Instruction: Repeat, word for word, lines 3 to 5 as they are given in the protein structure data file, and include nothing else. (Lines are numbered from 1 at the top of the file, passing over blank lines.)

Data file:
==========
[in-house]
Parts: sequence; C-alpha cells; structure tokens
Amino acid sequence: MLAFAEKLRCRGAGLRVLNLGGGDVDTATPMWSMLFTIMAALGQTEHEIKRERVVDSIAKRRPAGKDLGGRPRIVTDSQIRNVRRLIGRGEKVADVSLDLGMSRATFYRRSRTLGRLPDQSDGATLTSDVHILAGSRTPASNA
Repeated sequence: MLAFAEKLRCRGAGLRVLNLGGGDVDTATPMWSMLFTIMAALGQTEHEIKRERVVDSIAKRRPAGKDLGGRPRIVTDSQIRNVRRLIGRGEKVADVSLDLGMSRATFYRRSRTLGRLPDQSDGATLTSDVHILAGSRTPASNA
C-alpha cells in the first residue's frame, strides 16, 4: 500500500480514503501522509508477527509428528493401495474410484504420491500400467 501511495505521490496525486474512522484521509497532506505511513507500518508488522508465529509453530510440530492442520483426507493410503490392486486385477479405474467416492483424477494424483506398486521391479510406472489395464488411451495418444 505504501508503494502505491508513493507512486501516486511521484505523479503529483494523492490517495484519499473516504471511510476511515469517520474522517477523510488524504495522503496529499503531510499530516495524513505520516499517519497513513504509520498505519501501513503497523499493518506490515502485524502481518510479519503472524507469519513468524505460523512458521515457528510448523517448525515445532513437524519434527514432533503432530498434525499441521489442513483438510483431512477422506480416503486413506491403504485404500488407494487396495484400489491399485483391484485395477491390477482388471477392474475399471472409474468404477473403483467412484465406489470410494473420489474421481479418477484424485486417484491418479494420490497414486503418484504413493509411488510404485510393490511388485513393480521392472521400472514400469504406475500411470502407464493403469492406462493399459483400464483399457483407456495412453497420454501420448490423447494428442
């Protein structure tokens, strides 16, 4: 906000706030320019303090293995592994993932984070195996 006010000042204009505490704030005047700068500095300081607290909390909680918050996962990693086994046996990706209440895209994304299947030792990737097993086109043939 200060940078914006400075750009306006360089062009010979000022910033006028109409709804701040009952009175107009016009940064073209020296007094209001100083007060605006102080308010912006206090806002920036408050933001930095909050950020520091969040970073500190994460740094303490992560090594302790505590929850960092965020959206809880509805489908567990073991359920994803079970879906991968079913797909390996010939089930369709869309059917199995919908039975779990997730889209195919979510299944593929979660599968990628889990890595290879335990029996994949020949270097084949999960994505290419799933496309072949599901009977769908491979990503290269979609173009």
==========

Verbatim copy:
Amino acid sequence: MLAFAEKLRCRGAGLRVLNLGGGDVDTATPMWSMLFTIMAALGQTEHEIKRERVVDSIAKRRPAGKDLGGRPRIVTDSQIRNVRRLIGRGEKVADVSLDLGMSRATFYRRSRTLGRLPDQSDGATLTSDVHILAGSRTPASNA
Repeated sequence: MLAFAEKLRCRGAGLRVLNLGGGDVDTATPMWSMLFTIMAALGQTEHEIKRERVVDSIAKRRPAGKDLGGRPRIVTDSQIRNVRRLIGRGEKVADVSLDLGMSRATFYRRSRTLGRLPDQSDGATLTSDVHILAGSRTPASNA
C-alpha cells in the first residue's frame, strides 16, 4: 500500500480514503501522509508477527509428528493401495474410484504420491500400467 501511495505521490496525486474512522484521509497532506505511513507500518508488522508465529509453530510440530492442520483426507493410503490392486486385477479405474467416492483424477494424483506398486521391479510406472489395464488411451495418444 505504501508503494502505491508513493507512486501516486511521484505523479503529483494523492490517495484519499473516504471511510476511515469517520474522517477523510488524504495522503496529499503531510499530516495524513505520516499517519497513513504509520498505519501501513503497523499493518506490515502485524502481518510479519503472524507469519513468524505460523512458521515457528510448523517448525515445532513437524519434527514432533503432530498434525499441521489442513483438510483431512477422506480416503486413506491403504485404500488407494487396495484400489491399485483391484485395477491390477482388471477392474475399471472409474468404477473403483467412484465406489470410494473420489474421481479418477484424485486417484491418479494420490497414486503418484504413493509411488510404485510393490511388485513393480521392472521400472514400469504406475500411470502407464493403469492406462493399459483400464483399457483407456495412453497420454501420448490423447494428442